Besides shape changes during pyrolzation, the other major issue might be that thick buildup of it, might insulate themselves so well that the center of thick parts might never burn out during pyrolyzation, without a REALLY extended period at heat.
I took a piece and wetted it thoroughly and it shows no sign of softening.
I need to get a sealable metal container I can drill some holes in and try to make a heat riser and burn tunnel in sections. The feed area will need something harder, but I figure from there on the carbonized bread foam may well be just fine. Ash clean out will probably be best done with compressed air to minimize tool damage to burn tunnel and riser.
First full scale experiment is going to be building a small radiant heat rocket 3" for my perpetually freezing sweetheart to use on the porch instead of the electric heater she "heats the outdoors" with now.
My daughter is still giving me dirty looks about making the living room smell like badly burnt toast.
Outdoors next time.
Photo below is my "high tech" pyrolysis chamber and the one unbroken piece and pieces of the broken one.
They were cut to fill the tin width wise, originally.
I will have to see if "stuffing the tin" produces more uniform results.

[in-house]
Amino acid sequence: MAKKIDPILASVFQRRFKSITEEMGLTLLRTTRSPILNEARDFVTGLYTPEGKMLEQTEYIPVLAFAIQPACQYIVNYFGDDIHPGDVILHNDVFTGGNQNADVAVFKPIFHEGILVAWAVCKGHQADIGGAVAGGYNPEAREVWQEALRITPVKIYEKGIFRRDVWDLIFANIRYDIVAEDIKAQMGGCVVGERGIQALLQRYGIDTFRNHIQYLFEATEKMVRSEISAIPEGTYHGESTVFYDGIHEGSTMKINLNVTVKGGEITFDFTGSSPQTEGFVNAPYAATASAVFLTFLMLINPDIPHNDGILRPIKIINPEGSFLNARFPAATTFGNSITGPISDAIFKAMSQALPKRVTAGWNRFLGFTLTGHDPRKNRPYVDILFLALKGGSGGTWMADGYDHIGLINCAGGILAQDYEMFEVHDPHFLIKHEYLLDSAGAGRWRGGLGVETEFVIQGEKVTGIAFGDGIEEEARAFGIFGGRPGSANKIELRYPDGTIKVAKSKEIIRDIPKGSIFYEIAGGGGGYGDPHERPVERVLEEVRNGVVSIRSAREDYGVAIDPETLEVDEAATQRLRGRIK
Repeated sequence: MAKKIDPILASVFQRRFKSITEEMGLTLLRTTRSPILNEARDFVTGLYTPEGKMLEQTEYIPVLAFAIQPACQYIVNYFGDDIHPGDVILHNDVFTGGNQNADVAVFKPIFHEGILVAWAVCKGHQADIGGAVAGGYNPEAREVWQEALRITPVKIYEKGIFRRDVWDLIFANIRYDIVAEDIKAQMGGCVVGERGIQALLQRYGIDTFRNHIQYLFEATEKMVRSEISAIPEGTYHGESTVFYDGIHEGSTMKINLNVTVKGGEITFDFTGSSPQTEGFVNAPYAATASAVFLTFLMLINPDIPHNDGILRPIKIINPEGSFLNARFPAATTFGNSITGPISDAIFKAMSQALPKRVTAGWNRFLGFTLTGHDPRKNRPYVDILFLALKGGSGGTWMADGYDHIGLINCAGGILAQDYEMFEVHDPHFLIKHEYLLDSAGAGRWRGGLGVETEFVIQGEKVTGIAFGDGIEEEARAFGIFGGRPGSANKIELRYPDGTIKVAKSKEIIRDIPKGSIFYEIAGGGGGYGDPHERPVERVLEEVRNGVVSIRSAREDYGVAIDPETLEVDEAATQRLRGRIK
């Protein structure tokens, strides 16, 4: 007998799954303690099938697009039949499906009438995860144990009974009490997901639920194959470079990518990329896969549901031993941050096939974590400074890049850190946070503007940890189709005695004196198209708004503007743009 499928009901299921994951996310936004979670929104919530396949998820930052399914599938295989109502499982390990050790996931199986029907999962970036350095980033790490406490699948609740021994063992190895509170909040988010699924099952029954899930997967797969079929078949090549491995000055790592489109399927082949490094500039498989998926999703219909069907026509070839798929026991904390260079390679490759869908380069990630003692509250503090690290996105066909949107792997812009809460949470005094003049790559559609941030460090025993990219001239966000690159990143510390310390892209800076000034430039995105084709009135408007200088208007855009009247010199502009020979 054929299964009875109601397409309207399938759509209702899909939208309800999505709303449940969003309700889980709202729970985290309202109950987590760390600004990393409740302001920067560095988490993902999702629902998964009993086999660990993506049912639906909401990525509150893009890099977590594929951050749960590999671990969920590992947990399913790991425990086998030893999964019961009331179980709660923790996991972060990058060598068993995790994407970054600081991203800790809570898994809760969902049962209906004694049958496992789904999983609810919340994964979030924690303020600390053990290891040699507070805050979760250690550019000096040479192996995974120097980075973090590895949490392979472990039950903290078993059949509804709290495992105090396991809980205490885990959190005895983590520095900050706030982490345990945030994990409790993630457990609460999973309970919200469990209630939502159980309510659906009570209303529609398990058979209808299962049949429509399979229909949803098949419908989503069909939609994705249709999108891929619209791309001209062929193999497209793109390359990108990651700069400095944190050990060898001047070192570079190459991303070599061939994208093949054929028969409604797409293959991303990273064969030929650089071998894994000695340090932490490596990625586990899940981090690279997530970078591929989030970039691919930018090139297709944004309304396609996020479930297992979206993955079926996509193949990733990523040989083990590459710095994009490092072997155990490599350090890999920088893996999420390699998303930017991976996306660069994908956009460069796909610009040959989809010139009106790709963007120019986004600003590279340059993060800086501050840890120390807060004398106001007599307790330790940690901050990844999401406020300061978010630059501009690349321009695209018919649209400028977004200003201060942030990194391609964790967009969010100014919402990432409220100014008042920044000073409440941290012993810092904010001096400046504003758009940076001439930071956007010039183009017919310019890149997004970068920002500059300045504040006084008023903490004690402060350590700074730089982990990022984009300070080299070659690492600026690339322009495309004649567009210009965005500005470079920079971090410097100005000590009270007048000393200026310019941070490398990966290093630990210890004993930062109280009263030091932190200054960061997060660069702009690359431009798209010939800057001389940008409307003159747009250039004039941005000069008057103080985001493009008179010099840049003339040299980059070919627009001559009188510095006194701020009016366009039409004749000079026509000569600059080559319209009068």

And this is the approximately 5/16" thick carbonized bread foam protecting my finger quite effectively from a small but rather hot butane torch lighter.
The smoke is from the still incompletely pyrolized center of the unbroken sample... Could be why it didn't break. My daughter squealed and said "what the heck!?!" as I had her holding the camera and taking the photo as the torch flame made the surface of the carbon foam glow, and then smoke began to pour from both sides of the bread, enveloping my still totally protected digit... I started to feel some warmth after about 15 seconds.
I thought it interesting, looking at the photos, that the majority of the smoke emanating from the "my finger" side of the bread seemed to tumble downward, rather than rising as I would expect a hot combustion byproduct to do.
I suspect that this foam could be stronger, close to as highly insulating, and shrink less if I "pack the tin"...
It also might help to dry the bread thoroughly before pyrolizing, as that might allow it to stay "stiffer" during the process and perhaps not be quite as porous as there will be less water in the chamber to steam the bread before it pyrolizes.
So that will be my next couple of experiments... Will report back.